Meet the 25mph human-electric mini-Morgan

If you’re a fan of auto racing, retro design or even old postcards, there’s a good chance you squealed like a child when the Morgan Motor Company unveiled a modern take on its century-old 3 Wheeler. Three years after its introduction, this diminutive roadster remains the world’s most desirable 82-horsepower car; the factory is only now catching up with a waiting list that once stretched beyond two years. And Morgan’s baby doesn’t come cheap, either; an optioned-out example can top £45,000 (about $70,000).

What’s a cyclecar devotee of modest means to do? Thanks to a company in Belarus, it is now possible to buy a 3 Wheeler of your own, shipped to your door, for a fraction of the price of a Pickersleigh Road original.

There’s a catch, however: It’s going to take a little legwork.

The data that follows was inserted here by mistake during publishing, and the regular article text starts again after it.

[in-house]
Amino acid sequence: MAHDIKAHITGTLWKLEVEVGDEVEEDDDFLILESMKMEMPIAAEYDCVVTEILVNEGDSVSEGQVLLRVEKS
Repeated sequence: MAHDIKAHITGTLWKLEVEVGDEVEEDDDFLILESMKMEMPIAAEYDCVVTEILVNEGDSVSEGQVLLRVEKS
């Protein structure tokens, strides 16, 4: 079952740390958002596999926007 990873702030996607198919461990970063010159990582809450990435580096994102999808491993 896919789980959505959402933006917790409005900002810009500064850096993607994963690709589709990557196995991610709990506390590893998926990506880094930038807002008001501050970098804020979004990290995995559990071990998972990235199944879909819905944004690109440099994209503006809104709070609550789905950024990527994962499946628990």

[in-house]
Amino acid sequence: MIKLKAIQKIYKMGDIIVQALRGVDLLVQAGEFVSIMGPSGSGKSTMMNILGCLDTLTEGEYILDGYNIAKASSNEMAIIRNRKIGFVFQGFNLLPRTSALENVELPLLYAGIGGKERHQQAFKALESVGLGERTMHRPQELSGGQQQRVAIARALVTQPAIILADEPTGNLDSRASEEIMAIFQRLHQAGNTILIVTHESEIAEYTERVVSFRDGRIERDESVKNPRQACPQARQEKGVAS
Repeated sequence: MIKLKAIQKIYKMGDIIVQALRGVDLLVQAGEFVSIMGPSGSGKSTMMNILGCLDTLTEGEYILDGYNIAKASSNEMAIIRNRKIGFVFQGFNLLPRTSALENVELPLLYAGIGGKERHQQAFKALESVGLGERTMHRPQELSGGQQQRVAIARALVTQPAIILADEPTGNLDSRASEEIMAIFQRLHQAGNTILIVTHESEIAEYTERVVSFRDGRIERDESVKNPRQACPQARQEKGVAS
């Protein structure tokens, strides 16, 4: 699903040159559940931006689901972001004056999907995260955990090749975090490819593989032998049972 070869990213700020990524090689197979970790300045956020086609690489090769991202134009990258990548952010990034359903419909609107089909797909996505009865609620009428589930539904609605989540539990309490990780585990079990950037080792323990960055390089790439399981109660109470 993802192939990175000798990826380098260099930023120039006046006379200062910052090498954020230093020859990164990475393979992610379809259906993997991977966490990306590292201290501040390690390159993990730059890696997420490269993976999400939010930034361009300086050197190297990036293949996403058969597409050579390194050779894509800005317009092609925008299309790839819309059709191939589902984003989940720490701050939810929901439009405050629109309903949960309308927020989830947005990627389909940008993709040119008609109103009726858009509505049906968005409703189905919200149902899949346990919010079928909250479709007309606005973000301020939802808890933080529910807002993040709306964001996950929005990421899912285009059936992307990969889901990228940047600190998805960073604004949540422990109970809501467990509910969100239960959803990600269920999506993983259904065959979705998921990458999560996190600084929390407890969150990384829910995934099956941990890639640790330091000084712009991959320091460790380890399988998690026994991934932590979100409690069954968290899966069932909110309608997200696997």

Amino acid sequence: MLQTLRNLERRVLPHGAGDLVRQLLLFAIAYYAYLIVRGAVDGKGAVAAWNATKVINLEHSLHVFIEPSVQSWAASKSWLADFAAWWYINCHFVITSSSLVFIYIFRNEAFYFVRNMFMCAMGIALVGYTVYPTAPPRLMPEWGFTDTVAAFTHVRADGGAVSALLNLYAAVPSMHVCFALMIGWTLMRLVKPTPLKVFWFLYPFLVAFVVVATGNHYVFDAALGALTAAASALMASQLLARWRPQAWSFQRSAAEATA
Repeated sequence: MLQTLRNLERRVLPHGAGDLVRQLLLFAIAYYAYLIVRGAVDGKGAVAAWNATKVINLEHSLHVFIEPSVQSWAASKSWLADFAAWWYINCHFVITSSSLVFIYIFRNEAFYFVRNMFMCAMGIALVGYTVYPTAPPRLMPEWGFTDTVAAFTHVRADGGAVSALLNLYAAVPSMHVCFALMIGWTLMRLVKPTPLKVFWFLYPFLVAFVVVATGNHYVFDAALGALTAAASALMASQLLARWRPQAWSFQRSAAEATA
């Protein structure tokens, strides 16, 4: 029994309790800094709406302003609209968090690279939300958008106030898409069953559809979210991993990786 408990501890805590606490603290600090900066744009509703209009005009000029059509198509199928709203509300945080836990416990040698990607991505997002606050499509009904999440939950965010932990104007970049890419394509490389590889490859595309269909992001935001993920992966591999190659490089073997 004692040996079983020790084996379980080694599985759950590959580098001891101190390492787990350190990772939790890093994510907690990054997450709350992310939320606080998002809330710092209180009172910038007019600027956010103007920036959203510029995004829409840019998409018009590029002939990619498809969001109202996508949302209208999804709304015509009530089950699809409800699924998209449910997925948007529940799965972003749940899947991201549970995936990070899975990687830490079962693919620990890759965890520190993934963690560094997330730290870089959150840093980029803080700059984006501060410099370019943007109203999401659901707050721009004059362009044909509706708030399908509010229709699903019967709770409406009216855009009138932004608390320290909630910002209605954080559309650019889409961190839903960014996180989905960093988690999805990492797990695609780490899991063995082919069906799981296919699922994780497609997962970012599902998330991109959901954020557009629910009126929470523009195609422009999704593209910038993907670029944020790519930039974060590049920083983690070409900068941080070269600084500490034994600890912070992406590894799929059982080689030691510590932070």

The Ekomobil company of Minsk has created a pedal-powered replica of Morgan’s trike. Based on drawings of the very first racing models, the cunning Picar lives up to the classic’s riveted retro glory, with a wood veneer dash, leather trim and polished faux exhaust pipes emerging from cylinders of a faux engine.

Powered by your breakfast, the Picar’s chain drivetrain runs through a three-speed Shimano Nexus hub on the rear wheel. An optional battery pack powers an audio player, turn indicators and headlights. There’s even a human-electric hybrid version available, with a 1000-watt motor capable of pushing the car to a brisk 25mph. And rest assured, although a youthful outlook is required to drive the Picar, actual youth is not; the car’s single-seat cockpit easily accommodates drivers as tall as six feet.

And Ekomobil isn’t stopping with its Morgan-inspired velomobile. The company will design and build a soapbox version of most any classic car, on three or four wheels. The price for all that customization isn’t small, with finished products running up to €3,000 (about $3,300); shipping from Belarus is extra.

Now, it bears mention that €3,000 can buy a rather exceptional road bicycle, a very clever e-bike, or even a nice used Mazda MX-5 with an actual engine and non-optional turn indicators.

But where's the fun in that?

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